Reaction, not Revolution

Xi Jinping wants to narrow the gap between rich and poor. Au Loong-yu asks is China now on the route to socialism?

 

Editor’s note: The German edition of this essay is here.

In late August a local blogger Li Guangman in China posted an article which would earn him national fame the overnight. His Every One can Sense that a Profound Transformation is Under Way was reposted online by multiple Party media from the People’s Daily to the PLA Daily. He argued that Xi’s recent attack on the private big business from digital giants to movie stars and his calls for narrowing the gap between  rich and poor in order to realise “common prosperity” “marks a return from ‘capitalist cliques’ to the People, a shift from ‘capital-centered’ to ‘people-centered.’…..This profound transformation also marks a return to ….the essence of socialism”, he said.

It is obvious that Xi has tried to imitate Chairman Mao in many aspects, first and foremost to emulate his personal cult to the extent that even movie star fans and kids playing online games are now treated as harming the state religion of “Xi’s Thought”. But the resemblance of the two invoked as infallible leaders does not go beyond this point.

Mao’s China never advanced to “socialism” or “communism, and his “Cultural Revolution” was destruction of culture. His regime by then was, however, definitely anti-capitalist, or even anti-market to the extent that even small and sole proprietors were banned. What has Xi said and done about capitalism? What does he mean by “common prosperity”?  Xi means “three distributions”, a concept about the distribution of national income. Taken from the neo-liberal economist Li Yining, “the first distribution is the market based on the principle of efficiency; the second is the government’s emphasis on the principle of fairness, through taxation and social security expenditures…. The third time is the distribution through voluntary donations under the influence of moral force.” It is the third redistribution that is foremost in Xi’s mind, only flavored with a Chinese characteristic – forcing the giant corporations to donate monies to philanthropic projects. Xi’s message sent a shiver down the tycoons’ spines. Despite this seemingly radical act this is not socialism but capitalism.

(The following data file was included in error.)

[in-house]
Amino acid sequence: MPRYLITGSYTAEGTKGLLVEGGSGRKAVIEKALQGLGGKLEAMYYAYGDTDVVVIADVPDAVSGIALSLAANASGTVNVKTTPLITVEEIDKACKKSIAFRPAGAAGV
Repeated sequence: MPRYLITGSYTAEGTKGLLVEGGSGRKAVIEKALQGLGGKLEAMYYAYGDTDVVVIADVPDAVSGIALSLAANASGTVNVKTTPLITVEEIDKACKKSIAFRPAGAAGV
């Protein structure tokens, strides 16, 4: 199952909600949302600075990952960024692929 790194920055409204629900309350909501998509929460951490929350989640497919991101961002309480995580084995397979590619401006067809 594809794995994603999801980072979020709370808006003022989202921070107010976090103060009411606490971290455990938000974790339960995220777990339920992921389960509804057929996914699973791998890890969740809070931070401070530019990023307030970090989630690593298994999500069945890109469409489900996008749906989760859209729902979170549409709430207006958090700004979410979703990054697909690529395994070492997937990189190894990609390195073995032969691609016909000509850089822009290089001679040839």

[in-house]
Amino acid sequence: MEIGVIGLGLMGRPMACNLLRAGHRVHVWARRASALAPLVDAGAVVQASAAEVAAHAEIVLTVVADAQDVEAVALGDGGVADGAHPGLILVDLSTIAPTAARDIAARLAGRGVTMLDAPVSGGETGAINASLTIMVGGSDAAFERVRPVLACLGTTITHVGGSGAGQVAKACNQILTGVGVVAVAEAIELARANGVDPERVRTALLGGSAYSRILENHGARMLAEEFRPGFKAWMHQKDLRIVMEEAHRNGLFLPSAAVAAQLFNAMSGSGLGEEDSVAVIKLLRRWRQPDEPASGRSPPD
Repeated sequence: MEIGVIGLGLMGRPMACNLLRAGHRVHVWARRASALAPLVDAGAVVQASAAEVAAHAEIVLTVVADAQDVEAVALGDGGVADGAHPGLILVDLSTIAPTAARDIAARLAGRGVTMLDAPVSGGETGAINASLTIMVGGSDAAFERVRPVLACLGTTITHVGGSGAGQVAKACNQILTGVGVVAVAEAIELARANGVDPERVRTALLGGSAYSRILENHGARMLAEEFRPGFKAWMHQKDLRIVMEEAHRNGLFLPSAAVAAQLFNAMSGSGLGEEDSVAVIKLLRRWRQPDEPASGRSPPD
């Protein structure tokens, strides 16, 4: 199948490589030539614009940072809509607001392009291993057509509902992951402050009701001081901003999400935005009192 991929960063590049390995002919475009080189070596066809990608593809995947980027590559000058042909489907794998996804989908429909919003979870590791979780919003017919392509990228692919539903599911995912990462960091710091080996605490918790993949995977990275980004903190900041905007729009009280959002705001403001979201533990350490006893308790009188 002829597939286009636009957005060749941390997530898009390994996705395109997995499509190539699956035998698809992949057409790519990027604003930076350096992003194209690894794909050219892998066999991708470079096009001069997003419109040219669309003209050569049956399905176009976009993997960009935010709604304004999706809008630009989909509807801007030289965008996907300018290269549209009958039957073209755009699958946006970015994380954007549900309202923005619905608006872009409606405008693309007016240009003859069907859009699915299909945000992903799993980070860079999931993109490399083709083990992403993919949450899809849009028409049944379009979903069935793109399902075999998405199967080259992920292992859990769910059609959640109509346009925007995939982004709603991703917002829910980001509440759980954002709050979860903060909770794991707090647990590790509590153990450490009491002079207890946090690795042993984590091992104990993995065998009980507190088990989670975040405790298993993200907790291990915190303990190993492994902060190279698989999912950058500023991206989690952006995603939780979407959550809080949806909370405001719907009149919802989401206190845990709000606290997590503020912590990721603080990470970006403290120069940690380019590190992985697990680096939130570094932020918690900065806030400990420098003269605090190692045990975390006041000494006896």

Xi believes in the typically capitalist idea of market distribution of income into profit, rent, and wages. Although Xi also proclaims an updated and philanthropic version philanthropy is the privileges of the rich. It is the first distribution of income between employers and employees that makes the owners wealthy in the first place. Xi is a capitalist roader who might make Chairman Mao turns in his grave.

As an article at the business media Bloomberg has this to say about Xi’s supposed crack down on the capitalist class:

“The evidence…. suggests that on economic matters Xi is not Mao, in the sense that he wants to redirect the energies of entrepreneurs, not eliminate them as a class…… Nor does Xi fully embrace Mao’s egalitarianism. On welfare, his top lieutenants are closer to neo-liberals than socialists; in their view, handouts to the poor only promote indolence.”